Town residents gathered in Great Barrington, Massachusetts for a public forum on marijuana bylaws Wednesday night.
The meeting was designed to solicit community feedback on two issues pertaining to marijuana. First: whether the town of around 7,000 should prohibit retail establishments from its downtown with a zoning bylaw. The second was about where to cap the number of licenses for retail marijuana sales. The town currently has one open store – Theory Wellness, the county’s first – and four other host agreements in place for new marijuana businesses. Residents spoke at the meeting on both issues – and on a larger question about Great Barrington itself.
“It’s not about if you’re pro or against marijuana – I think it’s more the town itself. What is our town? What does our town look like?" asked Alex Sarbib. “It’s hard to see the SoCo Creamery – kids with ice cream – and next door, a dispensary. It’s like oil and water. It might not work together.”
“Early on, studying marijuana back in May, I spoke with an attorney. And he goes, what is Great Barrington about? And he said it’s about tourism, culture, second home owners. That’s our brand," said Michelle Loubert. “Then I thought about being the number one small town in America by the Smithsonian Magazine. And I don’t think I’ve said this before this board, but I have said it before other boards – my husband and I were having our SUV serviced down in Danbury, Connecticut. And it turned out we had to bring it back the next day. And I said, ugh – we come all the way from Great Barrington. ‘Oh, marijuana town.’ We went from number one town to marijuana town. And that broke my heart.”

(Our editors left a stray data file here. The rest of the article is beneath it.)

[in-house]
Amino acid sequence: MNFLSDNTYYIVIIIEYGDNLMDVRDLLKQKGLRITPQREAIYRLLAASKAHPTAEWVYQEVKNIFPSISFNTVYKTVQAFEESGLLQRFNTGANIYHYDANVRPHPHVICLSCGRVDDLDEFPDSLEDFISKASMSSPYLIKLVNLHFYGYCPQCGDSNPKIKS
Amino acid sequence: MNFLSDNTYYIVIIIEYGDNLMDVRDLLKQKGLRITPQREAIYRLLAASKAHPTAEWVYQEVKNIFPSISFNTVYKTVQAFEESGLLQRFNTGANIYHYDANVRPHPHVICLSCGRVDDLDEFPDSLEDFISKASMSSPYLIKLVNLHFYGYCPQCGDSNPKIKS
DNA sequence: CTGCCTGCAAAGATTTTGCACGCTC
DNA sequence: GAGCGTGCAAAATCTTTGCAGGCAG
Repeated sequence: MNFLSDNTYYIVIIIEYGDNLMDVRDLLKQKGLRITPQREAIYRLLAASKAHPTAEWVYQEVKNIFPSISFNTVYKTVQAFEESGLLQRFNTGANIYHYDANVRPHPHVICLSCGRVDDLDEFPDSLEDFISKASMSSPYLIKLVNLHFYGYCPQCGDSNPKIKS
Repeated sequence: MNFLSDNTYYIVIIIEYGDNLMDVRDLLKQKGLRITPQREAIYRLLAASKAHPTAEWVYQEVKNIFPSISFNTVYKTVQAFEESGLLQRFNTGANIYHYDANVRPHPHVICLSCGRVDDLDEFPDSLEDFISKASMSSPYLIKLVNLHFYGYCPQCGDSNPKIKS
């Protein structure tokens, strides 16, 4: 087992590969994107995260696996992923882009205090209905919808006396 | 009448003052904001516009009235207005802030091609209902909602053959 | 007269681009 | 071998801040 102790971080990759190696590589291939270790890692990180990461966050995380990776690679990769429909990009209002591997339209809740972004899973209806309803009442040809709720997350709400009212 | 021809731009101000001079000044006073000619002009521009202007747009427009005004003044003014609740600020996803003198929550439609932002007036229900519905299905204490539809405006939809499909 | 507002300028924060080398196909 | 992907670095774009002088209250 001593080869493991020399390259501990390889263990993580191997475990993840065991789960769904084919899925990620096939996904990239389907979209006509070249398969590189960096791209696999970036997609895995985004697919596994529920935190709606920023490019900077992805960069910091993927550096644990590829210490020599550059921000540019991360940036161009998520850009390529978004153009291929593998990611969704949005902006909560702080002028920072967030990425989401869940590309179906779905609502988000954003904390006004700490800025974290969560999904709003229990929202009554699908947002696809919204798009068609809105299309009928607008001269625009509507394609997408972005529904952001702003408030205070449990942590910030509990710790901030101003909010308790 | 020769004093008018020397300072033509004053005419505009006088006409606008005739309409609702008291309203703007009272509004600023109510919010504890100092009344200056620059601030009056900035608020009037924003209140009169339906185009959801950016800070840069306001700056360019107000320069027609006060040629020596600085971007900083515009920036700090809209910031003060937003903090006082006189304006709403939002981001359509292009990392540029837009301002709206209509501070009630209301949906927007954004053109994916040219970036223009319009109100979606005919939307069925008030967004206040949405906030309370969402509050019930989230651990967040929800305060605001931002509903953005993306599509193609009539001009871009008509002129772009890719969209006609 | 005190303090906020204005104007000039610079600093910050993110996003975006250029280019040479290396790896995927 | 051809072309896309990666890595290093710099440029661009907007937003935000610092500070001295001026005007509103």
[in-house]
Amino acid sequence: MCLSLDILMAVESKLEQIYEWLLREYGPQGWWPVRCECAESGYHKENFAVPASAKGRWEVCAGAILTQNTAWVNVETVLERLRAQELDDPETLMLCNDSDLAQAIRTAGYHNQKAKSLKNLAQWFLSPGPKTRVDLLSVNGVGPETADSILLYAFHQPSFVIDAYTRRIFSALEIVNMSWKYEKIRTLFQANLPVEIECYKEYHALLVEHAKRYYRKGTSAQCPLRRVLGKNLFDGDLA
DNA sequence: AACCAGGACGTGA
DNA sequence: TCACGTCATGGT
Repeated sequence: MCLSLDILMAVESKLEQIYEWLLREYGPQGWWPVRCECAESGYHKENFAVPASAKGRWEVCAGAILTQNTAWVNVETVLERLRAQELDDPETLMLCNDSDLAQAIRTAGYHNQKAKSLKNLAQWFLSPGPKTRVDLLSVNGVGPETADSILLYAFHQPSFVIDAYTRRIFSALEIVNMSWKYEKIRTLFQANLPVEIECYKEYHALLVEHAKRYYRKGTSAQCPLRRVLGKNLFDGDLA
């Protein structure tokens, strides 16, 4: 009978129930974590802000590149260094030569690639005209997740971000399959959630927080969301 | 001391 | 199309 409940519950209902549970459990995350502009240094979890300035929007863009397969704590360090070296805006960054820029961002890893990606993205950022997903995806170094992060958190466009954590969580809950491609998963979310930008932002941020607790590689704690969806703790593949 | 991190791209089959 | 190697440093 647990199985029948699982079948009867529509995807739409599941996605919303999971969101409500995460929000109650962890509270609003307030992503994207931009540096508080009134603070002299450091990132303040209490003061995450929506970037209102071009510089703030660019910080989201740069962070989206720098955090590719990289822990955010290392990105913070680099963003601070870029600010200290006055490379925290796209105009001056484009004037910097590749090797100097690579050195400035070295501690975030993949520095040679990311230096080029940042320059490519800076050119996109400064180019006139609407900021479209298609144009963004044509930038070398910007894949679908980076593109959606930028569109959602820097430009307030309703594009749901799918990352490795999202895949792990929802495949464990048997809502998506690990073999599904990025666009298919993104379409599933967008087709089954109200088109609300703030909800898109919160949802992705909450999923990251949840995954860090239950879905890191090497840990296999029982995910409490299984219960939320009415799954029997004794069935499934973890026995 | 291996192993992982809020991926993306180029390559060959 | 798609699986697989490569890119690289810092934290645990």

“To my mind, there seems to be some sort of moral issue that allowing unfettered access for people to sell marijuana downtown is somehow affects the town’s reputation," said Holly Hamer. “And I don’t really understand it because it seems to me that there are extreme measures taken to control the sale of marijuana, from the lack of advertising, the lack of being able to use the name, the lack of being able to put something on your store front to say what you are and what you do, the waiting room the separation, the incredible amount of packaging that you go through, that it seems like all safeguards that can be mustered have been taken against any inadvertent use of the drug.”
“Saying you can’t have them downtown because there’s children and stuff – or liquor stores. It’s like, why can a child go in a liquor store and it’s acceptable for the child to see the liquor in the windows but it’s not acceptable for pot or any of that, that’s all wrong? Why is that wrong?" asked Maggie Bona. “I don’t think we’re educating people enough on what cannabis is good for. My mom has MS. Like I said, she’s disabled – she uses medical cannabis. We grow it. It’s legal. Like, in case everyone forgot that, it’s legal to grow your own plants, so you don’t actually have to go to the shop.”
The selectboard voted to recommend at the annual town meeting on May 4th and 7th that Great Barrington cap its marijuana retail licenses at 7 to match the number of full liquor licenses. It took no action on the question of the downtown zoning bylaw – in part, because there is currently no definition of what the downtown district is.